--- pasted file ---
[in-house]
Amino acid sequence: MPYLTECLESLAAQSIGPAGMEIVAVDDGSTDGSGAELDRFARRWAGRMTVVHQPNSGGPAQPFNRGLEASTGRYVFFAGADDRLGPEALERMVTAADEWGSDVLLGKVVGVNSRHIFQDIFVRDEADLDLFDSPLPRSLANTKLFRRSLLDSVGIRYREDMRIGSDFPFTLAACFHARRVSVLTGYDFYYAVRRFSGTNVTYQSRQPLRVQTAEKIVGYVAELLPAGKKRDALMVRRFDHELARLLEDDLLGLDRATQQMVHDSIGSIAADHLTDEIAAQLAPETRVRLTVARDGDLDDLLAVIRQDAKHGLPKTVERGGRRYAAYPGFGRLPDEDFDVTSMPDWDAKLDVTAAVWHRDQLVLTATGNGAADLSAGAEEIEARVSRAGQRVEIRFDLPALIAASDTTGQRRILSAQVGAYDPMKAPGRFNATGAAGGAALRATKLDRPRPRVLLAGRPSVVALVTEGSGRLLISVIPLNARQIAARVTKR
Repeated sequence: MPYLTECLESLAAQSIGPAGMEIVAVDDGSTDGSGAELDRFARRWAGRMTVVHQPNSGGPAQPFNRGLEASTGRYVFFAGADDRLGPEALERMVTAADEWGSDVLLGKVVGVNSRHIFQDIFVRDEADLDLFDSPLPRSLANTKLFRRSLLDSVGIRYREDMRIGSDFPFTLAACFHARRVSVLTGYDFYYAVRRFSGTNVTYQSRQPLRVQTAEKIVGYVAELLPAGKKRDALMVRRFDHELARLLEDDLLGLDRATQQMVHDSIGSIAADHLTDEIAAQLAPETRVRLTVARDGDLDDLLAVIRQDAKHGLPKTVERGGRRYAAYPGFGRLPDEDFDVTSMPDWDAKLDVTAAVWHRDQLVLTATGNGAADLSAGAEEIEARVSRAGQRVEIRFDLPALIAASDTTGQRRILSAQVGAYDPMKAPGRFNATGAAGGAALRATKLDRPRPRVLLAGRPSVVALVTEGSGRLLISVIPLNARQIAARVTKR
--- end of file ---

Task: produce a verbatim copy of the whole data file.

[in-house]
Amino acid sequence: MPYLTECLESLAAQSIGPAGMEIVAVDDGSTDGSGAELDRFARRWAGRMTVVHQPNSGGPAQPFNRGLEASTGRYVFFAGADDRLGPEALERMVTAADEWGSDVLLGKVVGVNSRHIFQDIFVRDEADLDLFDSPLPRSLANTKLFRRSLLDSVGIRYREDMRIGSDFPFTLAACFHARRVSVLTGYDFYYAVRRFSGTNVTYQSRQPLRVQTAEKIVGYVAELLPAGKKRDALMVRRFDHELARLLEDDLLGLDRATQQMVHDSIGSIAADHLTDEIAAQLAPETRVRLTVARDGDLDDLLAVIRQDAKHGLPKTVERGGRRYAAYPGFGRLPDEDFDVTSMPDWDAKLDVTAAVWHRDQLVLTATGNGAADLSAGAEEIEARVSRAGQRVEIRFDLPALIAASDTTGQRRILSAQVGAYDPMKAPGRFNATGAAGGAALRATKLDRPRPRVLLAGRPSVVALVTEGSGRLLISVIPLNARQIAARVTKR
Repeated sequence: MPYLTECLESLAAQSIGPAGMEIVAVDDGSTDGSGAELDRFARRWAGRMTVVHQPNSGGPAQPFNRGLEASTGRYVFFAGADDRLGPEALERMVTAADEWGSDVLLGKVVGVNSRHIFQDIFVRDEADLDLFDSPLPRSLANTKLFRRSLLDSVGIRYREDMRIGSDFPFTLAACFHARRVSVLTGYDFYYAVRRFSGTNVTYQSRQPLRVQTAEKIVGYVAELLPAGKKRDALMVRRFDHELARLLEDDLLGLDRATQQMVHDSIGSIAADHLTDEIAAQLAPETRVRLTVARDGDLDDLLAVIRQDAKHGLPKTVERGGRRYAAYPGFGRLPDEDFDVTSMPDWDAKLDVTAAVWHRDQLVLTATGNGAADLSAGAEEIEARVSRAGQRVEIRFDLPALIAASDTTGQRRILSAQVGAYDPMKAPGRFNATGAAGGAALRATKLDRPRPRVLLAGRPSVVALVTEGSGRLLISVIPLNARQIAARVTKR